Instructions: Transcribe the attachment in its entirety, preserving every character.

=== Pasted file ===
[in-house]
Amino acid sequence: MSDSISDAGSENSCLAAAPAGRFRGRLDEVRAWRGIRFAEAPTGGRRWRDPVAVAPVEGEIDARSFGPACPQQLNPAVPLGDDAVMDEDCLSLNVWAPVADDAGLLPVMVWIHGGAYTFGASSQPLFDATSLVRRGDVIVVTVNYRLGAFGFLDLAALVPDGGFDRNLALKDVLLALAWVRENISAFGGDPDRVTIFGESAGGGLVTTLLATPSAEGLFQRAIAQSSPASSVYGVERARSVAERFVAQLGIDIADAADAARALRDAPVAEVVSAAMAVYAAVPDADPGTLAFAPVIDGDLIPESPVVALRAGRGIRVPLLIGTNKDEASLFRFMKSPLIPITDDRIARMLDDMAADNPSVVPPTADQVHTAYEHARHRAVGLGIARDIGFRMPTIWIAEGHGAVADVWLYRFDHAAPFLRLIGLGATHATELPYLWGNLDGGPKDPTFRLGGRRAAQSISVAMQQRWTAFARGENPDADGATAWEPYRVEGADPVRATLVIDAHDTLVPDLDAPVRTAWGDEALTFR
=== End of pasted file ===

[in-house]
Amino acid sequence: MSDSISDAGSENSCLAAAPAGRFRGRLDEVRAWRGIRFAEAPTGGRRWRDPVAVAPVEGEIDARSFGPACPQQLNPAVPLGDDAVMDEDCLSLNVWAPVADDAGLLPVMVWIHGGAYTFGASSQPLFDATSLVRRGDVIVVTVNYRLGAFGFLDLAALVPDGGFDRNLALKDVLLALAWVRENISAFGGDPDRVTIFGESAGGGLVTTLLATPSAEGLFQRAIAQSSPASSVYGVERARSVAERFVAQLGIDIADAADAARALRDAPVAEVVSAAMAVYAAVPDADPGTLAFAPVIDGDLIPESPVVALRAGRGIRVPLLIGTNKDEASLFRFMKSPLIPITDDRIARMLDDMAADNPSVVPPTADQVHTAYEHARHRAVGLGIARDIGFRMPTIWIAEGHGAVADVWLYRFDHAAPFLRLIGLGATHATELPYLWGNLDGGPKDPTFRLGGRRAAQSISVAMQQRWTAFARGENPDADGATAWEPYRVEGADPVRATLVIDAHDTLVPDLDAPVRTAWGDEALTFR